The concept of the erotic, as defined by Andre Lorde in “Uses of the Erotic: The Erotic as Power,” is proposed as the solution to the problems of free will in Dostoyevsky’s The Grand Inquisitor. In this essay, I will analyze the story of the Grand Inquisitor and Jesus to critique the false authority the Catholic Church provides, naming a shared community of faith and love as justification for allowing free will to exist without a hierarchal power that attempts to provide security. The Church’s concern for the collective will is suppressing to the singular will, but the social relationships that erotic power relies on constructs a community that is both attentive to the needs of the individual and the public.
Ivan, a young man battling with skepticism and doubt, tells the story of the Inquisitor acting against God because sees the wickedness of human nature. To the Inquisitor, God does not perform in the best interest of humanity because free will is problematic and as a result sees humans as better off under a church that lacks real authority than making decisions on their own. The Inquisitor claims that Christ did wrong in allowing humanity choice, and should have instead chose power to give individuals security instead of freedom. The same people who did not want to follow Jesus would still be condemned, but instead of the crippling burden of moral and emotional freedom, they would have happiness and security in following the Church. If Christ had performed the miracles and given the populace a clear authority to worship, “It [would have] save[d] them the great anxiety...in making a free decision.” (Dostoyevsky) Thus, proven divine, people would not have a choice but to love Christ without question.
However, because Christ denied the three temptations, the collective had free choice to follow the Church. There was doubt about the validity of religion, and it led to great moral skepticism for those who were too “weak” to believe in the faith. The Inquisitor laments that Jesus did not give in, “Thou wouldst have satisfied the universal and everlasting craving of humanity-to find someone to worship,” (Dostoyevsky) and so the Inquisitor has taken upon himself the heavy burden of correcting Christ’s mistakes. The inquisitor then goes further to say humanity wishes to worship together, “This craving for community of worship is the chief misery …of all humanity from the beginning of time.” (Dostoyevsky) The Catholic Church then became an absolute authority that satisfied the cravings of humanity for something to believe in.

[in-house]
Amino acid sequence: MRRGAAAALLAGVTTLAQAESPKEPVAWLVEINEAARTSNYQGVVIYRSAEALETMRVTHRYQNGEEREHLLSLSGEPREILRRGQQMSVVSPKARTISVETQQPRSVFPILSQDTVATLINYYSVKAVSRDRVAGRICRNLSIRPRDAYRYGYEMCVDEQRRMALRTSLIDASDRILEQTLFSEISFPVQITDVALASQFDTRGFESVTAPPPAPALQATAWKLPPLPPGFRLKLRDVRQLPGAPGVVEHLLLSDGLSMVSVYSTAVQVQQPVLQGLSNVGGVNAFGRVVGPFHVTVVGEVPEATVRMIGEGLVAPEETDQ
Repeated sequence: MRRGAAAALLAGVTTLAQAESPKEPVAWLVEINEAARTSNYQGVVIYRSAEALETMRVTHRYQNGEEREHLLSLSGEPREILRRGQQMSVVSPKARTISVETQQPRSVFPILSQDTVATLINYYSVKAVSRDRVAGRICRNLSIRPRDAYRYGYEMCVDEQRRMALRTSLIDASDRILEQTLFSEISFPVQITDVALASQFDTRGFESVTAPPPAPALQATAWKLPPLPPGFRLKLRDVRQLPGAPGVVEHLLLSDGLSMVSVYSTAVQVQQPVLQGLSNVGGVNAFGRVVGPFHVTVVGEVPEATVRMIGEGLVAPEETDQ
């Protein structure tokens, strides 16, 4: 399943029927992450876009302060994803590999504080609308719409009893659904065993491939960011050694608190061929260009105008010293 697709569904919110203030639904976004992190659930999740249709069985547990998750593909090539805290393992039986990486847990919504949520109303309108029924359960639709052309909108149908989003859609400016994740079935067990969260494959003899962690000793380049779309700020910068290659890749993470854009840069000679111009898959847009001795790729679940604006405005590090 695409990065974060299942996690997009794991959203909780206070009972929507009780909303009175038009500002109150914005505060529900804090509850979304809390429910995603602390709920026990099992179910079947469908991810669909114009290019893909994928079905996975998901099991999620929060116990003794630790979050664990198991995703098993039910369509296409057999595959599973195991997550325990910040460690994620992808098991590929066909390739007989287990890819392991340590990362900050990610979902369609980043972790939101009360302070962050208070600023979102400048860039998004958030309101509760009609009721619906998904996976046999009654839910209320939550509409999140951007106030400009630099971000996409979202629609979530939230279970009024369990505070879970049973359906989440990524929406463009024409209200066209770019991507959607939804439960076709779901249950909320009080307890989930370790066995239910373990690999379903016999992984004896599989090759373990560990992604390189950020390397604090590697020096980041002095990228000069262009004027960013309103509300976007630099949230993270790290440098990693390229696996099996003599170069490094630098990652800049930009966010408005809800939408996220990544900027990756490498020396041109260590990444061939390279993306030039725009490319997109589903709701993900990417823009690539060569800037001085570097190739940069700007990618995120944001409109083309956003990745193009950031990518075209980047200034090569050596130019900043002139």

The Grand Inquisitor believes the solution to the problem of free will is an absolute faith to the glory of God through the Church. This faith is enforced through violence and coercion, as Ivan describes the days “When fires were lighted every day to the glory of God…the wicked heretics were burned.” (Dostoyevsky) There is a community in coming together to watch the “unbelieving” burn, and a fear in not wanting to become...